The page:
View of the statue on top of the Pennsylvania capitol building in Harrisburg.

Harvey Barrison

The Pennsylvania Supreme Court has modified its Rules of Professional Conduct to allow attorneys to work with medical marijuana clients without fearing action from the state Disciplinary Board, according to the report by the Legal Intelligencer.

“We can relax,” Andrew Sacks of Sacks Weston Diamond, who pushed for the rule change, said in the report. “It’s a happy day for Pennsylvania lawyers.”

According to the new rules, attorneys “may counsel or assist a client regarding conduct expressly permitted by Pennsylvania law, provided that the lawyer counsels the client about the legal consequences, under other applicable law, of the client’s proposed course of conduct.”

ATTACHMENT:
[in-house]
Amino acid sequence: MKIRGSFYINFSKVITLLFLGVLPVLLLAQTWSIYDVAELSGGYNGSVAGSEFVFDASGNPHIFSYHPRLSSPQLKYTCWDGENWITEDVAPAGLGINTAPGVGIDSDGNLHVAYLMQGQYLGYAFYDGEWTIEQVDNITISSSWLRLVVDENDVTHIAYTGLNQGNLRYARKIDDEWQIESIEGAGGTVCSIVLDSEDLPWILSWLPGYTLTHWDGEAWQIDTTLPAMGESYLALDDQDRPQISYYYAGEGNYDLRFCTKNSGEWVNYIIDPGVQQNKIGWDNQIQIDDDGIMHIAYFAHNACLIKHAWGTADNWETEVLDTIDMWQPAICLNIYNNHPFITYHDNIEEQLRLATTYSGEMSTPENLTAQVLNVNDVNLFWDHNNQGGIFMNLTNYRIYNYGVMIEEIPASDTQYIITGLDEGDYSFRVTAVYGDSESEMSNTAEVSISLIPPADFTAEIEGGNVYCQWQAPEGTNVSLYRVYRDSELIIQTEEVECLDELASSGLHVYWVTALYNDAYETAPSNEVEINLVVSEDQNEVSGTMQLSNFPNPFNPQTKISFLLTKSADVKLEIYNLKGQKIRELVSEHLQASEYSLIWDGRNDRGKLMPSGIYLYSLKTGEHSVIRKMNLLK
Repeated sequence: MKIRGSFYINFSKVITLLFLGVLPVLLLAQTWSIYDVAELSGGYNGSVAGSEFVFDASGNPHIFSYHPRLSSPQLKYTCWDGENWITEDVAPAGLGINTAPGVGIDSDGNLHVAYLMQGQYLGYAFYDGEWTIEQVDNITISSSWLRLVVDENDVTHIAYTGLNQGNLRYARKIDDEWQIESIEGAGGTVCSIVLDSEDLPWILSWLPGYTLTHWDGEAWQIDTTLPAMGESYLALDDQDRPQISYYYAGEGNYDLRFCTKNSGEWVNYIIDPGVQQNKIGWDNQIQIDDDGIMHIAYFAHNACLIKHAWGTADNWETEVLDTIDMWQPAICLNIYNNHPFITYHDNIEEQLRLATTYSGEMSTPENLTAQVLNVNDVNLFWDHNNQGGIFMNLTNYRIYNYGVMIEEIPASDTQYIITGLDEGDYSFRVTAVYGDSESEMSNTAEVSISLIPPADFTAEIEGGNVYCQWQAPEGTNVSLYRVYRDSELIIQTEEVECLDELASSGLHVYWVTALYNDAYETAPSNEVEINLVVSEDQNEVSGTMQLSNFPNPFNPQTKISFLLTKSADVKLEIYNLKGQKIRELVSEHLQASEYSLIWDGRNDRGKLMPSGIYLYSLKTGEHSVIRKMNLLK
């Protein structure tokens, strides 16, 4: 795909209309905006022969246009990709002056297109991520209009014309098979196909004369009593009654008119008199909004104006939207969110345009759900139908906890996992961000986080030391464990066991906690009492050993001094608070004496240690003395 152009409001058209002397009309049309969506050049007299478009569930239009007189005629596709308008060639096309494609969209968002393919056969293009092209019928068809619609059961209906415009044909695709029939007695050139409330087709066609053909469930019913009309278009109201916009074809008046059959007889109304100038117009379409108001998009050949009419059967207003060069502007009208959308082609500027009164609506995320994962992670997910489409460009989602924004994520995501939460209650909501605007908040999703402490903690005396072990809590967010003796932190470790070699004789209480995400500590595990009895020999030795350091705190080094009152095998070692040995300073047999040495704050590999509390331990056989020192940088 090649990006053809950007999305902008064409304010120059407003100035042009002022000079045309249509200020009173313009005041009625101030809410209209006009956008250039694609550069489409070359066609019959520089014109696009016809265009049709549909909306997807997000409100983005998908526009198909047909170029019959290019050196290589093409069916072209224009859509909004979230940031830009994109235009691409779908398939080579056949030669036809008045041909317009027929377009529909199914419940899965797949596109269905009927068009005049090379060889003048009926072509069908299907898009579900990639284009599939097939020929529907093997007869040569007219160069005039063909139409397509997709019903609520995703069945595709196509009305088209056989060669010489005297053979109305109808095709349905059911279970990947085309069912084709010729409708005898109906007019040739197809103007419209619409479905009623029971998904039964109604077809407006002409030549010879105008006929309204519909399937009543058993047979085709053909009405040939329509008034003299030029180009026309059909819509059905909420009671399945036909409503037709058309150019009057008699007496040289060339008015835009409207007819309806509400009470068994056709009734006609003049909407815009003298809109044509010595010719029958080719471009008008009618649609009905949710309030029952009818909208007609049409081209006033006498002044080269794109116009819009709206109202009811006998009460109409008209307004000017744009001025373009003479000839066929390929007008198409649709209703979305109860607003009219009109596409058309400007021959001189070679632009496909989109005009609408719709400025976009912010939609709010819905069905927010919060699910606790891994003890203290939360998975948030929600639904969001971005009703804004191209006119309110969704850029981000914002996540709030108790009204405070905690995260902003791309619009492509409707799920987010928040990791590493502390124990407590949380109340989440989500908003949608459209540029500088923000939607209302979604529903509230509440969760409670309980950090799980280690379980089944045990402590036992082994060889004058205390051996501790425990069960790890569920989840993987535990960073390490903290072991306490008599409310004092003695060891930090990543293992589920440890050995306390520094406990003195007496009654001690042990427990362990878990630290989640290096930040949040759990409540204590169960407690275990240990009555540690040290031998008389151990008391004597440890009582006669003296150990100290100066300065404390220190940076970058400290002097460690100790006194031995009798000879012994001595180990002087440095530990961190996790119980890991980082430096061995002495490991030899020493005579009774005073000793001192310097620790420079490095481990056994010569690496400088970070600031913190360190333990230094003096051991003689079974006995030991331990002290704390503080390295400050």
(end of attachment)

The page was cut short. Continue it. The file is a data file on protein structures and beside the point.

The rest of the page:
However, as is the case in other states with legal cannabis programs, some risk remains for lawyers due to federal law.

“Us lawyers are still violating federal law,” Sacks said. “We’re aiding and abetting.”

William G. Roark, of Hamburg, Rubin, Maxwell & Lupin said that the rule changes make it “easier for every firm” to operate without a “fog of uncertainty,” but that medical marijuana laws and regulations are complex.

“What I hope doesn’t happen is that the amended rule is now going to be an invitation or incentive for people to get in over their head in this arena without being capable of doing everything this entails,” he said.

The decision from the court follows the draft rules for the program released last week by the state Health Department.

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